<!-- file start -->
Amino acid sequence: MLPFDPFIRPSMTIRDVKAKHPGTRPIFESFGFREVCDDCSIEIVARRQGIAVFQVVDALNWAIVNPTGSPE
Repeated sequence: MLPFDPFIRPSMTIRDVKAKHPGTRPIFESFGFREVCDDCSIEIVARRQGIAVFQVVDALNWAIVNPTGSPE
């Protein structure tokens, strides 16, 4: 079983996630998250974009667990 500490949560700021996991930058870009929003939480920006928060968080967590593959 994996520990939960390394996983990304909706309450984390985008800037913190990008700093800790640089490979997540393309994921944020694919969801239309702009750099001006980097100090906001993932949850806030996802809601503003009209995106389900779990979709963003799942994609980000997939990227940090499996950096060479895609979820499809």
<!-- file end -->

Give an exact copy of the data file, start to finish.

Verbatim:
Amino acid sequence: MLPFDPFIRPSMTIRDVKAKHPGTRPIFESFGFREVCDDCSIEIVARRQGIAVFQVVDALNWAIVNPTGSPE
Repeated sequence: MLPFDPFIRPSMTIRDVKAKHPGTRPIFESFGFREVCDDCSIEIVARRQGIAVFQVVDALNWAIVNPTGSPE
């Protein structure tokens, strides 16, 4: 079983996630998250974009667990 500490949560700021996991930058870009929003939480920006928060968080967590593959 994996520990939960390394996983990304909706309450984390985008800037913190990008700093800790640089490979997540393309994921944020694919969801239309702009750099001006980097100090906001993932949850806030996802809601503003009209995106389900779990979709963003799942994609980000997939990227940090499996950096060479895609979820499809």